Sarah Moore Grimke, Letters on the Equality of the Sexes, and the Condition of Woman published in 1838.
30. Writings such as Grimke's above most sought to challenge which of the following social ideals of the nineteenth century?
A. Division of men and women into separate "spheres" of activity and influence.
B. The Second Great Awakening ideal of personal salvation.
C. The romantic ideal of the Southern genteel lady.
D. Usage of public schooling to indoctrinate students with common social values.
31. Which of the following groups would most likely be sympathetic to Grimke's concerns expressed in the above letter?
A. Those who idealized women as the morally stronger sex.
B. Those who believed that women should act as spiritual guides to their families.
C. Those who believed that men and women, by nature, occupied different "spheres."
D. Those who believed in the idea of discovery and realization of the self.
32. Which of the following best explains how ideals from the Enlightenment and the Second Great Awakening most directly led to the rise of the women's rights movement?
A. With the ideal of human perfectibility promoted by the movements, U.S. society in the nineteenth century acknowledged women as morally superior.
B. Embracing the ideals of individual liberty and personal action led many Northern women to become critical of the South's paternalistic system and the ideal of the "Southern lady."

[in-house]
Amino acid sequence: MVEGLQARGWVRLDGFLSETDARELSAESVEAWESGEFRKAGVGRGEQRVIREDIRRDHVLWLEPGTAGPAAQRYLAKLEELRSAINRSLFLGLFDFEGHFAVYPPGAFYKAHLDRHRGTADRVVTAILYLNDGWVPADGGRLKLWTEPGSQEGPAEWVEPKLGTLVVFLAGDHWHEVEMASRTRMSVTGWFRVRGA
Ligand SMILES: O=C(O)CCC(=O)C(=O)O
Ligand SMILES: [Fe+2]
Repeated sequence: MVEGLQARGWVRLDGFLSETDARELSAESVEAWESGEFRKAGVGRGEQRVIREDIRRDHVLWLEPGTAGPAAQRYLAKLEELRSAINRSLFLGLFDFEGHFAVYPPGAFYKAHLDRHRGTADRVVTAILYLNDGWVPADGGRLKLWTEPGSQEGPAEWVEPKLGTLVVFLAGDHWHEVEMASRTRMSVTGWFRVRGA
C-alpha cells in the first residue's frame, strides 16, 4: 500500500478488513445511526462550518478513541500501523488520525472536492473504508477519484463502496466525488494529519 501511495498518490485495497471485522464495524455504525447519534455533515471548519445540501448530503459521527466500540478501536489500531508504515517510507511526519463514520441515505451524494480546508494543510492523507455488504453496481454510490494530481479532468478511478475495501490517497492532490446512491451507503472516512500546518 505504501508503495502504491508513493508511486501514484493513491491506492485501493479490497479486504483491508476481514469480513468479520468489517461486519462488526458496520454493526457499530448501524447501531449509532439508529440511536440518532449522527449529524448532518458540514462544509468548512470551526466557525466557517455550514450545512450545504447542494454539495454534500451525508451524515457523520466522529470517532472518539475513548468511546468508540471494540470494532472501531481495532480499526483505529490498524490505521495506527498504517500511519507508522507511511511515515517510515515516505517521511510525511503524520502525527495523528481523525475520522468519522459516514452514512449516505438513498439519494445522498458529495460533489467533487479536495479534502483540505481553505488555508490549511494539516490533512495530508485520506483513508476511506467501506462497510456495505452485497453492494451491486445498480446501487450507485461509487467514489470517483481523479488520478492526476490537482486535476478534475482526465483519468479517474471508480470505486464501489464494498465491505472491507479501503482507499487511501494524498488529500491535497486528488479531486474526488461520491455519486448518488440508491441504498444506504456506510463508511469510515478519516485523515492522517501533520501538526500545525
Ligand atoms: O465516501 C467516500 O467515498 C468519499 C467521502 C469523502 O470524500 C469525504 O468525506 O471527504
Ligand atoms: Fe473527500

C. Embracing ideals from the movements, women became increasingly involved in reform efforts outside of the home, but faced social restrictions.
D. The ideals that had inspired the American war for independence supported gender equality.
Questions 33-35 refer to the excerpt below.
“The gentleman…has been anxious to proclaim the death of native Americanism. Sir, it is a principle that can never die….Native Americanism seeks to defend every institution that exists under that glorious Constitution….
“But we have been told that we belong to a party of “one idea.” …Our great object is to attain to unity of national character; and as necessary to that end, we embrace every measure and policy decidedly American…we go for everything American in contradistinction to everything foreign. That…may be called “one idea”; but it is a glorious idea….
“No alien has a right to naturalization….To prevent this universal admission to citizenship, we frame naturalization laws, and prescribe forms that operate as a check upon the interference of foreigners in our institutions…
“We are now struggling for national character and national identity….We stand now on the verge of overthrow by the impetuous force of invading foreigners.”
Rep. Lewis C. Levin, Speech in Congress, December 18, 1845
Which of the following caused the movement described in this excerpt?
War of 1812
Importation of slaves
The opposition to foreigners is most similar to the view that many had toward which of the following in America at this time?
Free African Americans
The development of which of the following best demonstrates the growing power of the nativist movement in the mid-19th century?
A belief in nationalism
A series of restrictive laws
A secret society